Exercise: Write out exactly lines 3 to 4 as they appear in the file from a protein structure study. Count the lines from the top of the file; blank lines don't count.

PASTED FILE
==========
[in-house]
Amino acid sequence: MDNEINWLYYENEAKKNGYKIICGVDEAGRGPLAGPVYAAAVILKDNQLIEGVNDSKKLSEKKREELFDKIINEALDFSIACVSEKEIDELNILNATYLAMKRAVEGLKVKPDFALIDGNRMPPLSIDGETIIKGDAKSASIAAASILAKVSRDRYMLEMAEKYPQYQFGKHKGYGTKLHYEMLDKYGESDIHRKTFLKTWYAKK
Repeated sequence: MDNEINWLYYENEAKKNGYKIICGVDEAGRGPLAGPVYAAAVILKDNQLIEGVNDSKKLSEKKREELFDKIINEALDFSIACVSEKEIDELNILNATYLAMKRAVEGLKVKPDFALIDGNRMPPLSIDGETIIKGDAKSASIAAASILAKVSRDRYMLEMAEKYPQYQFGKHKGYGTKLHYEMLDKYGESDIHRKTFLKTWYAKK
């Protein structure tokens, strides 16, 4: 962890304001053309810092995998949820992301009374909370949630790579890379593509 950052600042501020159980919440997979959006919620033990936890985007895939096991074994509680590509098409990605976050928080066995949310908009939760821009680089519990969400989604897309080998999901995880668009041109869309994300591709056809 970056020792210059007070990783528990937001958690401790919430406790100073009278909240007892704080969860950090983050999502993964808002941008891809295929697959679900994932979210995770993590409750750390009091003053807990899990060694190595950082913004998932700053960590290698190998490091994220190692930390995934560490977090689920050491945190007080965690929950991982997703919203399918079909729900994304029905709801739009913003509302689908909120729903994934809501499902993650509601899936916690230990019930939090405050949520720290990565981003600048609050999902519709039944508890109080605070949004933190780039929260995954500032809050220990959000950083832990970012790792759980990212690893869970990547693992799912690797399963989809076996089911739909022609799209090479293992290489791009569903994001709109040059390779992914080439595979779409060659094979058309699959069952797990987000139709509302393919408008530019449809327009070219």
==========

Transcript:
Repeated sequence: MDNEINWLYYENEAKKNGYKIICGVDEAGRGPLAGPVYAAAVILKDNQLIEGVNDSKKLSEKKREELFDKIINEALDFSIACVSEKEIDELNILNATYLAMKRAVEGLKVKPDFALIDGNRMPPLSIDGETIIKGDAKSASIAAASILAKVSRDRYMLEMAEKYPQYQFGKHKGYGTKLHYEMLDKYGESDIHRKTFLKTWYAKK
């Protein structure tokens, strides 16, 4: 962890304001053309810092995998949820992301009374909370949630790579890379593509 950052600042501020159980919440997979959006919620033990936890985007895939096991074994509680590509098409990605976050928080066995949310908009939760821009680089519990969400989604897309080998999901995880668009041109869309994300591709056809 970056020792210059007070990783528990937001958690401790919430406790100073009278909240007892704080969860950090983050999502993964808002941008891809295929697959679900994932979210995770993590409750750390009091003053807990899990060694190595950082913004998932700053960590290698190998490091994220190692930390995934560490977090689920050491945190007080965690929950991982997703919203399918079909729900994304029905709801739009913003509302689908909120729903994934809501499902993650509601899936916690230990019930939090405050949520720290990565981003600048609050999902519709039944508890109080605070949004933190780039929260995954500032809050220990959000950083832990970012790792759980990212690893869970990547693992799912690797399963989809076996089911739909022609799209090479293992290489791009569903994001709109040059390779992914080439595979779409060659094979058309699959069952797990987000139709509302393919408008530019449809327009070219």